WASHINGTON – Members of the U.S. Senate yesterday successfully shot down every single piece of gun control legislation brought up for a vote, explaining that while they understand the popularity and importance of the issue, they knew an upcoming massacre or shooting would give them another chance to ignore the issue in the near future.
“People need to just calm down and relax,” said Texas Republican John Cornyn, who joined with 45 of his fellow senators to filibuster legislation that would have expanded background checks to ensure that guns were not sold to convicted criminals or the mentally ill. “Gun massacres aren’t going anywhere anytime soon, we made sure of that today. So they’ll be plenty of opportunities for us to keep doing the wrong thing.”
The amendment, which according to a recent Washington Post poll was favored by 86% of America, was actually approved by a majority of Senators and ‘passed’ 54-46, but because of the need to reach a 60-vote super-majority to break a filibuster, it was gunned down on the floor of the Senate.
Other amendments which were tragically riddled with no votes included:
-A bill that would have provided more money for school safety and mental health and stepped up prosecutions for felons who try to acquire guns. (52-48)
-An amendment that would have imposed tougher penalties on gun trafficking and for those who buy guns for people barred from purchasing guns. (58-42)
-An amendment to federalize concealed-carry permits so that someone with a permit from a state where it is very easy to get one couldn’t bring their concealed gun into a state where they would have been unable to get a permit. (57-43)
California Democratic Senator Dianne Feinstein’s proposal to ban assault weapons and limit the capacity of gun magazines to only 10 rounds bucked the trend of receiving a majority of yes votes but being stopped by the filibuster rule when it was blown away by a 40-60 vote.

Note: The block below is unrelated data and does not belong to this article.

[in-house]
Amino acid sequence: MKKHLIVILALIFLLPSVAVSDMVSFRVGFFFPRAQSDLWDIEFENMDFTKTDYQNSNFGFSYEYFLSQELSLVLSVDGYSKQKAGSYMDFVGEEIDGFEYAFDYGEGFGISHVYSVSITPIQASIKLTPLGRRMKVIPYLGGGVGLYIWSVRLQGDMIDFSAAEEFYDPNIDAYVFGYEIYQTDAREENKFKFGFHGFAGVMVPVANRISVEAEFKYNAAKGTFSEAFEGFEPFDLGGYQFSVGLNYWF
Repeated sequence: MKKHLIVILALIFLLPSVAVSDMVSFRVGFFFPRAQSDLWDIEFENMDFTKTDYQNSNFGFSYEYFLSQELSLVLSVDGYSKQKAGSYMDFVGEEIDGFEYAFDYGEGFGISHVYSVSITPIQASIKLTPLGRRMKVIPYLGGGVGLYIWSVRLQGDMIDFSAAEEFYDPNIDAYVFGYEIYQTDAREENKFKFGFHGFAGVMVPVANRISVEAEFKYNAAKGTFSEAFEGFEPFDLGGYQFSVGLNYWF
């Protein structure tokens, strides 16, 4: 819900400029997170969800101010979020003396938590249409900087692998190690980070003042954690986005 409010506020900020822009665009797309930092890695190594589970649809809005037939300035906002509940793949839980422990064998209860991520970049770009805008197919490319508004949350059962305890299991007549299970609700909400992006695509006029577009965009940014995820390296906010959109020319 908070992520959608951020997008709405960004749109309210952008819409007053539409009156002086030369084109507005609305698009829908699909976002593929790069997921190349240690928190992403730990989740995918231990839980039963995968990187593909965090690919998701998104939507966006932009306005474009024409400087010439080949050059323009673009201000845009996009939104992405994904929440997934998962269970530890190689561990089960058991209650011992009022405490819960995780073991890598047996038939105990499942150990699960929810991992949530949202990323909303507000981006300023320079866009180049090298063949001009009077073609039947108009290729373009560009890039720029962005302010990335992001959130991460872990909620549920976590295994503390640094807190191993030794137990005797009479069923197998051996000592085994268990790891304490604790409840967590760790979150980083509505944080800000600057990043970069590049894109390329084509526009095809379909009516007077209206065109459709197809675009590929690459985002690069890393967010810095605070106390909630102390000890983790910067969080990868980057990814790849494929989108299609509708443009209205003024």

“It would have been easy to just give in to popular opinion and do the sensible thing to reduce gun violence,” said Senate Minority Leader Mitch McConnell (R-KY). “But America is about protecting the rights of the little guy against the bullying tactics of a majority. If we didn’t stand up for the rights of convicted criminals or the mentally ill to purchase assault weapons anonymously over the Internet that were capable of firing 100 rounds at a time who would?”
Democratic Senator Max Baucus of Montana, one of four Democrats who joined with the majority of Republicans to block passage of the amendment to extend background checks (a fifth Democrat, Majority Leader Harry Reid, voted against the amendment for procedural reasons so he can bring the proposal up again in the future) assured his constituents that their outcry for common sense legislation on gun control has not fallen on deaf ears.
“After the horrible tragedy in Newtown, CT, the American People demanded action,” he said. “Today, we gave them action through our inaction. And our inaction will go a long way towards assuring that those poor children will not have died alone, which will in turn raise the call for action. And we will hear that future call for action with heavy hearts, and will react with decisive inaction yet again.”